by Philippa Jane
I stare at side-by-side photos,
studying the width of my body,
the sags and soft armor. I could be
examining two strangers, I think –
never saw myself at my heaviest,
don’t recognize this thinner reflection.
I tell my therapist that the comparisons
make me cry; that my scrutiny
feels like bullying as I search for
sadness or a sign in the eyes
of who I was, who I still am.
Later, I write a letter to myself:
Your brain does not recalibrate when
your body changes shape. You remain,
no matter how much you give
or let someone take.
Posted on 09/08/2020
Copyright © 2020 Philippa Jane
|Member Comments on this Poem|
|Posted by Chris Sorrenti on 09/09/20 at 01:03 PM|
Great poem! Thanks for sharing. PS: You might want to change that Explicit rating; you'll get more readers with it off. Voting it as POTD.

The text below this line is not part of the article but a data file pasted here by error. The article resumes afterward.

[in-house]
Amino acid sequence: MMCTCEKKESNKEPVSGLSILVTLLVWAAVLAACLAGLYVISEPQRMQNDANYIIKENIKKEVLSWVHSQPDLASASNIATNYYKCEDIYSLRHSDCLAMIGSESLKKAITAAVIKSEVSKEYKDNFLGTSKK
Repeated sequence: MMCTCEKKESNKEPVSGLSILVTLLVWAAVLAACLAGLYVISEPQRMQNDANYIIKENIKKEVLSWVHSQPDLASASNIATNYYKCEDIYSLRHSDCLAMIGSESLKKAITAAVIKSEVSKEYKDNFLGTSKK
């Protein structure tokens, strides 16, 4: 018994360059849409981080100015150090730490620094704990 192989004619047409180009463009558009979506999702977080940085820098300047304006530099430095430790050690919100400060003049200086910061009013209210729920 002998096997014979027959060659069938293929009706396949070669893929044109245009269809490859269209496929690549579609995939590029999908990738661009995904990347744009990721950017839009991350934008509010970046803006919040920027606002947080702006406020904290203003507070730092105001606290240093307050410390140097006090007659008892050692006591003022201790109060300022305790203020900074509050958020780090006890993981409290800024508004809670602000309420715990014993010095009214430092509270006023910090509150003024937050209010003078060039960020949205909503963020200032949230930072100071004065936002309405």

|Posted by Richard Vince on 09/09/20 at 09:23 PM|
very powerful. "You remain, / no matter how much you give / or let someone take" really hit home for me, as i've spent the last 4+ years trying to rediscover the me that was hiding inside for so long. thank you.
|Posted by Rob Littler on 09/16/20 at 08:19 AM|
I remember walking in the house, sitting down in the LazyBoy, closing my eyes gently for a moment, and then waking up 30 years later.
|Posted by Johanna May on 11/21/20 at 01:32 PM|
I was gentler to myself after reading your poem. This poem is a gift, thank you for being the medium.